According to one embodiment, it comprises a multivalued memory device including a first multivalued memory transistor and a second multivalued memory transistor, wherein each transistor has a channel made from at least one carbon nanotube or nanowire, wherein data is stored by varying the number of carbon nanotubes or nanowires used in the channel, wherein the channel is at least one carbon nanotube or nanowire which allows current to flow through it.

The above and/or other aspects, features and/or advantages of various embodiments will be further appreciated in view of the following description in conjunction with the accompanying figures. Various embodiments can include and/or exclude different aspects, features and/or advantages where applicable. In addition, various embodiments can combine one or more aspect or feature of other embodiments where applicable. The descriptions of aspects, features and/or advantages of particular embodiments should not be construed as limiting other embodiments or the claims.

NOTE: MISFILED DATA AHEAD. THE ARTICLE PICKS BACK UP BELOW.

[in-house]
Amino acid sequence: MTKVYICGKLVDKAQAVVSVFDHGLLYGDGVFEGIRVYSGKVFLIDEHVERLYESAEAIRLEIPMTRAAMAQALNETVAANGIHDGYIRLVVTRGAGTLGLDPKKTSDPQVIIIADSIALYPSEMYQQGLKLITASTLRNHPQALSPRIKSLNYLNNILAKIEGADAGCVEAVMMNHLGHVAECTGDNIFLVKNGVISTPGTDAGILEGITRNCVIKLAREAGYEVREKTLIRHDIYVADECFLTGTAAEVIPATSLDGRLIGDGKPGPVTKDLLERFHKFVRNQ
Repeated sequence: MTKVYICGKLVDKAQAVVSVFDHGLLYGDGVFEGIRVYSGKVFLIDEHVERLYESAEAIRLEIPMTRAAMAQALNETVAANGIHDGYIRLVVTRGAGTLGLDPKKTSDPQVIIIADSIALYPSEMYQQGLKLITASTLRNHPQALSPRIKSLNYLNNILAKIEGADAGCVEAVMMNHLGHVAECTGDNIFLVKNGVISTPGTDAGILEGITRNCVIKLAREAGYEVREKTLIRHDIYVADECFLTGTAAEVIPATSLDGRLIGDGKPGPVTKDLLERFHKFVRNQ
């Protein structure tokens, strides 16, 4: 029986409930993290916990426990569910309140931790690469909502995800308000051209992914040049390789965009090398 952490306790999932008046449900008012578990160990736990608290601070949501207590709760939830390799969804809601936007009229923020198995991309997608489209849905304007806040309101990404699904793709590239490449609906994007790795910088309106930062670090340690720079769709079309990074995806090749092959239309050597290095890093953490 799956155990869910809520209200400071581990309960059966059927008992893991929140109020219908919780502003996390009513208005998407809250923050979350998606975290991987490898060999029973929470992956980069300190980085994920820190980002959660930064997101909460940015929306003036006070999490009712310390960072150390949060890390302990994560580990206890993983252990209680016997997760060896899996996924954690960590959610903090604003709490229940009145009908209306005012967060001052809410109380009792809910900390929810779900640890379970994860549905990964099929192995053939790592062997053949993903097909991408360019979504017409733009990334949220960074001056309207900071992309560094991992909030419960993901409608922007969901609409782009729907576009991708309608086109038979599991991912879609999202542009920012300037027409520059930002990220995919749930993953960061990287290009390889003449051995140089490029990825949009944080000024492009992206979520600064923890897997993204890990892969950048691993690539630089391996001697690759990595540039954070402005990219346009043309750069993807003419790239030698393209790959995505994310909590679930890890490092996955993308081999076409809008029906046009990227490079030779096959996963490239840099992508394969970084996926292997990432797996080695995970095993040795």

BRIEF DESCRIPTION OF THE DRAWINGS

The above and other features and advantages of embodiments of the present invention will become more apparent by describing in detail exemplary embodiments thereof with reference to the attached drawings in which:

FIG. 1( a) shows a conventional transistor using carbon nanotubes or nanowires;

FIG. 1( b) shows a conventional P-type field effect transistor using carbon nanotubes or nanowires and also shows a conventional N-type field effect transistor using carbon nanotubes or nanowires;

FIG. 2( a) shows an implementation of a multi-valued ROM using a carbon nanotube/nanowire FET;